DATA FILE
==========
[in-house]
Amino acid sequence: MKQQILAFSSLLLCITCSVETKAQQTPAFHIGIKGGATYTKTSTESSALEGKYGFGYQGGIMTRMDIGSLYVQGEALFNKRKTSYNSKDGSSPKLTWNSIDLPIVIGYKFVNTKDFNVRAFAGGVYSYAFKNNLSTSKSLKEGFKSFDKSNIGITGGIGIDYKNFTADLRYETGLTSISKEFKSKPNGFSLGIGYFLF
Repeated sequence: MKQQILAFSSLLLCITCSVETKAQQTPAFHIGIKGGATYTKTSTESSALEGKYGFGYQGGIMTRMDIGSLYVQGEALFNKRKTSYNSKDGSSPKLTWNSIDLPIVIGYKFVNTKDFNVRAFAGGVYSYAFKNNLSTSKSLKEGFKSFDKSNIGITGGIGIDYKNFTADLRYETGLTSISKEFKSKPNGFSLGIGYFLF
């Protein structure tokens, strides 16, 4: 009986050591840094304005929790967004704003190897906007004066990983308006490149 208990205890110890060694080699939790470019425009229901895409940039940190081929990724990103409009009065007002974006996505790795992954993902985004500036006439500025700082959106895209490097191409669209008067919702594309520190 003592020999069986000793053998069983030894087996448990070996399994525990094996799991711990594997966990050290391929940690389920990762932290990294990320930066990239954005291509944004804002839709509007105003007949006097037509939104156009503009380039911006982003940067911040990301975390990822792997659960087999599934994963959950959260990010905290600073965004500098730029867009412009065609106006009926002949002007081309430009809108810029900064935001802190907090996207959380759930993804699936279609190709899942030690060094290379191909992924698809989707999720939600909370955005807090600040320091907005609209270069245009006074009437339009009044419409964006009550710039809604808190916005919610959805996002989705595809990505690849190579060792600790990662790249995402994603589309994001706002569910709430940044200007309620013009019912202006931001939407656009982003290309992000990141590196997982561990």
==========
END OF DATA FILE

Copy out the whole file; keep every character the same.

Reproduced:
[in-house]
Amino acid sequence: MKQQILAFSSLLLCITCSVETKAQQTPAFHIGIKGGATYTKTSTESSALEGKYGFGYQGGIMTRMDIGSLYVQGEALFNKRKTSYNSKDGSSPKLTWNSIDLPIVIGYKFVNTKDFNVRAFAGGVYSYAFKNNLSTSKSLKEGFKSFDKSNIGITGGIGIDYKNFTADLRYETGLTSISKEFKSKPNGFSLGIGYFLF
Repeated sequence: MKQQILAFSSLLLCITCSVETKAQQTPAFHIGIKGGATYTKTSTESSALEGKYGFGYQGGIMTRMDIGSLYVQGEALFNKRKTSYNSKDGSSPKLTWNSIDLPIVIGYKFVNTKDFNVRAFAGGVYSYAFKNNLSTSKSLKEGFKSFDKSNIGITGGIGIDYKNFTADLRYETGLTSISKEFKSKPNGFSLGIGYFLF
């Protein structure tokens, strides 16, 4: 009986050591840094304005929790967004704003190897906007004066990983308006490149 208990205890110890060694080699939790470019425009229901895409940039940190081929990724990103409009009065007002974006996505790795992954993902985004500036006439500025700082959106895209490097191409669209008067919702594309520190 003592020999069986000793053998069983030894087996448990070996399994525990094996799991711990594997966990050290391929940690389920990762932290990294990320930066990239954005291509944004804002839709509007105003007949006097037509939104156009503009380039911006982003940067911040990301975390990822792997659960087999599934994963959950959260990010905290600073965004500098730029867009412009065609106006009926002949002007081309430009809108810029900064935001802190907090996207959380759930993804699936279609190709899942030690060094290379191909992924698809989707999720939600909370955005807090600040320091907005609209270069245009006074009437339009009044419409964006009550710039809604808190916005919610959805996002989705595809990505690849190579060792600790990662790249995402994603589309994001706002569910709430940044200007309620013009019912202006931001939407656009982003290309992000990141590196997982561990």